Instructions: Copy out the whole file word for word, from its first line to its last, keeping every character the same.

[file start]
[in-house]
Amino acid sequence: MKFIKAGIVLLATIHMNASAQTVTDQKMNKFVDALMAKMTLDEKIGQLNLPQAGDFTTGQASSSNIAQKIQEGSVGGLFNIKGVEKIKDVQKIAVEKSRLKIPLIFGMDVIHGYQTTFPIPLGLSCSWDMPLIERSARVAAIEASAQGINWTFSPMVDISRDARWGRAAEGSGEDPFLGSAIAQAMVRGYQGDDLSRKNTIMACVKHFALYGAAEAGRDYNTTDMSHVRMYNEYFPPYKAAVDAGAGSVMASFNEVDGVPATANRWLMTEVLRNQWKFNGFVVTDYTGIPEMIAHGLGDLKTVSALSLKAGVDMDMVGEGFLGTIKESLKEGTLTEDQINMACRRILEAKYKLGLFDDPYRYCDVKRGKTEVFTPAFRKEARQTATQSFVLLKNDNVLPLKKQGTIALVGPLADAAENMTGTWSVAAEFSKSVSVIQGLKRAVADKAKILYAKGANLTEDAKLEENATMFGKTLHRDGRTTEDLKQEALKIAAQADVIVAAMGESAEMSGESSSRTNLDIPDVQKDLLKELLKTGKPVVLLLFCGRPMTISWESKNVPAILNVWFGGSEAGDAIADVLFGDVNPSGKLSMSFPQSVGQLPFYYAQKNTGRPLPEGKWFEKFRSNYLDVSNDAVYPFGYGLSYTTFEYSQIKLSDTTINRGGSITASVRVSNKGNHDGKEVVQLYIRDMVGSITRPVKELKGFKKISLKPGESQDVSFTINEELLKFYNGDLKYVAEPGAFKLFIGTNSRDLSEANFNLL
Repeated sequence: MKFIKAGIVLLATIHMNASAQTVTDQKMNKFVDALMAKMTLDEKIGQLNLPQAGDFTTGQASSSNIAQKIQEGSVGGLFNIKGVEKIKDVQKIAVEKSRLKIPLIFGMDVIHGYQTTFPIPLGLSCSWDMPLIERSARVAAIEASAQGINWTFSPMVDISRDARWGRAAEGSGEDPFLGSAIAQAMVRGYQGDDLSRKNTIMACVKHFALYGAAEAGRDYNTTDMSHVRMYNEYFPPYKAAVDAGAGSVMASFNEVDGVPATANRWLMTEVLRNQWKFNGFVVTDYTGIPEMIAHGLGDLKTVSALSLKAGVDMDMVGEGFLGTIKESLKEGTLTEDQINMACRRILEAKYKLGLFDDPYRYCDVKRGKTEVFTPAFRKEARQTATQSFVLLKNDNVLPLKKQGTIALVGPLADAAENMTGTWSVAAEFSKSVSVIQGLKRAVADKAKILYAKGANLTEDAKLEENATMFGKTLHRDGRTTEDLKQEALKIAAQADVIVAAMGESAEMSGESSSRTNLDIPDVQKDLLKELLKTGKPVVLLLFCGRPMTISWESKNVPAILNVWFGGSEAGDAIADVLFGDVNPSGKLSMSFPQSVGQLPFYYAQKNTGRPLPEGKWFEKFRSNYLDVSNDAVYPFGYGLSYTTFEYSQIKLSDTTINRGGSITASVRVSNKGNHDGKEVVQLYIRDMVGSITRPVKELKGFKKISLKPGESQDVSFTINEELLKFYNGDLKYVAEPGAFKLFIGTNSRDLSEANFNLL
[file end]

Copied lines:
[in-house]
Amino acid sequence: MKFIKAGIVLLATIHMNASAQTVTDQKMNKFVDALMAKMTLDEKIGQLNLPQAGDFTTGQASSSNIAQKIQEGSVGGLFNIKGVEKIKDVQKIAVEKSRLKIPLIFGMDVIHGYQTTFPIPLGLSCSWDMPLIERSARVAAIEASAQGINWTFSPMVDISRDARWGRAAEGSGEDPFLGSAIAQAMVRGYQGDDLSRKNTIMACVKHFALYGAAEAGRDYNTTDMSHVRMYNEYFPPYKAAVDAGAGSVMASFNEVDGVPATANRWLMTEVLRNQWKFNGFVVTDYTGIPEMIAHGLGDLKTVSALSLKAGVDMDMVGEGFLGTIKESLKEGTLTEDQINMACRRILEAKYKLGLFDDPYRYCDVKRGKTEVFTPAFRKEARQTATQSFVLLKNDNVLPLKKQGTIALVGPLADAAENMTGTWSVAAEFSKSVSVIQGLKRAVADKAKILYAKGANLTEDAKLEENATMFGKTLHRDGRTTEDLKQEALKIAAQADVIVAAMGESAEMSGESSSRTNLDIPDVQKDLLKELLKTGKPVVLLLFCGRPMTISWESKNVPAILNVWFGGSEAGDAIADVLFGDVNPSGKLSMSFPQSVGQLPFYYAQKNTGRPLPEGKWFEKFRSNYLDVSNDAVYPFGYGLSYTTFEYSQIKLSDTTINRGGSITASVRVSNKGNHDGKEVVQLYIRDMVGSITRPVKELKGFKKISLKPGESQDVSFTINEELLKFYNGDLKYVAEPGAFKLFIGTNSRDLSEANFNLL
Repeated sequence: MKFIKAGIVLLATIHMNASAQTVTDQKMNKFVDALMAKMTLDEKIGQLNLPQAGDFTTGQASSSNIAQKIQEGSVGGLFNIKGVEKIKDVQKIAVEKSRLKIPLIFGMDVIHGYQTTFPIPLGLSCSWDMPLIERSARVAAIEASAQGINWTFSPMVDISRDARWGRAAEGSGEDPFLGSAIAQAMVRGYQGDDLSRKNTIMACVKHFALYGAAEAGRDYNTTDMSHVRMYNEYFPPYKAAVDAGAGSVMASFNEVDGVPATANRWLMTEVLRNQWKFNGFVVTDYTGIPEMIAHGLGDLKTVSALSLKAGVDMDMVGEGFLGTIKESLKEGTLTEDQINMACRRILEAKYKLGLFDDPYRYCDVKRGKTEVFTPAFRKEARQTATQSFVLLKNDNVLPLKKQGTIALVGPLADAAENMTGTWSVAAEFSKSVSVIQGLKRAVADKAKILYAKGANLTEDAKLEENATMFGKTLHRDGRTTEDLKQEALKIAAQADVIVAAMGESAEMSGESSSRTNLDIPDVQKDLLKELLKTGKPVVLLLFCGRPMTISWESKNVPAILNVWFGGSEAGDAIADVLFGDVNPSGKLSMSFPQSVGQLPFYYAQKNTGRPLPEGKWFEKFRSNYLDVSNDAVYPFGYGLSYTTFEYSQIKLSDTTINRGGSITASVRVSNKGNHDGKEVVQLYIRDMVGSITRPVKELKGFKKISLKPGESQDVSFTINEELLKFYNGDLKYVAEPGAFKLFIGTNSRDLSEANFNLL